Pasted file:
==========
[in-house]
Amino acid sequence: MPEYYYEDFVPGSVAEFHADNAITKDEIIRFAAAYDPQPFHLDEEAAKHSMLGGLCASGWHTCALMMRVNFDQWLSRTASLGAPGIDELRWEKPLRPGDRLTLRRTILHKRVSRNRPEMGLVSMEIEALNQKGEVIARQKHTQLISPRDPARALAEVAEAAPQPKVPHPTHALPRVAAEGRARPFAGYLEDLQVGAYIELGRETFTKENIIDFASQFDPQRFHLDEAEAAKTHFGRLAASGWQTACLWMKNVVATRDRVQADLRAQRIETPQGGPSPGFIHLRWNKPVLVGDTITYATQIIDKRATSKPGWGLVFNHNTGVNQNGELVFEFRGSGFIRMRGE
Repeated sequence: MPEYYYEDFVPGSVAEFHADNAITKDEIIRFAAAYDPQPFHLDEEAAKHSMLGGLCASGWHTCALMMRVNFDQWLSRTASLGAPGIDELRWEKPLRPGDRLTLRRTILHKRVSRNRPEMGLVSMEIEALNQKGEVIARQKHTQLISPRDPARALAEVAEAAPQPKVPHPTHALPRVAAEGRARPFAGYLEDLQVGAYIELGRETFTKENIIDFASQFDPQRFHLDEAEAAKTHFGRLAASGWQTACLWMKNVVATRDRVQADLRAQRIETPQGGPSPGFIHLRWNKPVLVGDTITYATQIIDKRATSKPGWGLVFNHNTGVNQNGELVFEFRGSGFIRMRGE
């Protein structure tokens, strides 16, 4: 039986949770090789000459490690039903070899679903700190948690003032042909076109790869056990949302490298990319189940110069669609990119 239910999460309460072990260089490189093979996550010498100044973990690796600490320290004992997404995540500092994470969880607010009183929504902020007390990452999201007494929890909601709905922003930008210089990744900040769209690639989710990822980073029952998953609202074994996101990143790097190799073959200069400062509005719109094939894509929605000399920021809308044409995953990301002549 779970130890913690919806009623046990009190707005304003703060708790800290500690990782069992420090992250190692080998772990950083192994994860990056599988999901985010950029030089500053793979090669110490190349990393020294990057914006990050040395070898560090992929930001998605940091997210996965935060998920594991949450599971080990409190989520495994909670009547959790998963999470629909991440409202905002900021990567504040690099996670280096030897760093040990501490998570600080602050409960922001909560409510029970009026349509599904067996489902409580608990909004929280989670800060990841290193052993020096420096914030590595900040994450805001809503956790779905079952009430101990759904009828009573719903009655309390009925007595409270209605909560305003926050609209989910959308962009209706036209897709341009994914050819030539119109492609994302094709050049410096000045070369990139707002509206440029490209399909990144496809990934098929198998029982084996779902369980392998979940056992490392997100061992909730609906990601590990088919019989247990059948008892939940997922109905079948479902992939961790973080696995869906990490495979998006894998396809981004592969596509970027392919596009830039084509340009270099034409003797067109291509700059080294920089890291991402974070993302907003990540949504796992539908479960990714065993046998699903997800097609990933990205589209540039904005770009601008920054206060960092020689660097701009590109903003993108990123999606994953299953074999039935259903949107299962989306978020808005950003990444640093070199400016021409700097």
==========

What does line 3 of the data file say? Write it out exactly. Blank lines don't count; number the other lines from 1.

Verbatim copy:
Repeated sequence: MPEYYYEDFVPGSVAEFHADNAITKDEIIRFAAAYDPQPFHLDEEAAKHSMLGGLCASGWHTCALMMRVNFDQWLSRTASLGAPGIDELRWEKPLRPGDRLTLRRTILHKRVSRNRPEMGLVSMEIEALNQKGEVIARQKHTQLISPRDPARALAEVAEAAPQPKVPHPTHALPRVAAEGRARPFAGYLEDLQVGAYIELGRETFTKENIIDFASQFDPQRFHLDEAEAAKTHFGRLAASGWQTACLWMKNVVATRDRVQADLRAQRIETPQGGPSPGFIHLRWNKPVLVGDTITYATQIIDKRATSKPGWGLVFNHNTGVNQNGELVFEFRGSGFIRMRGE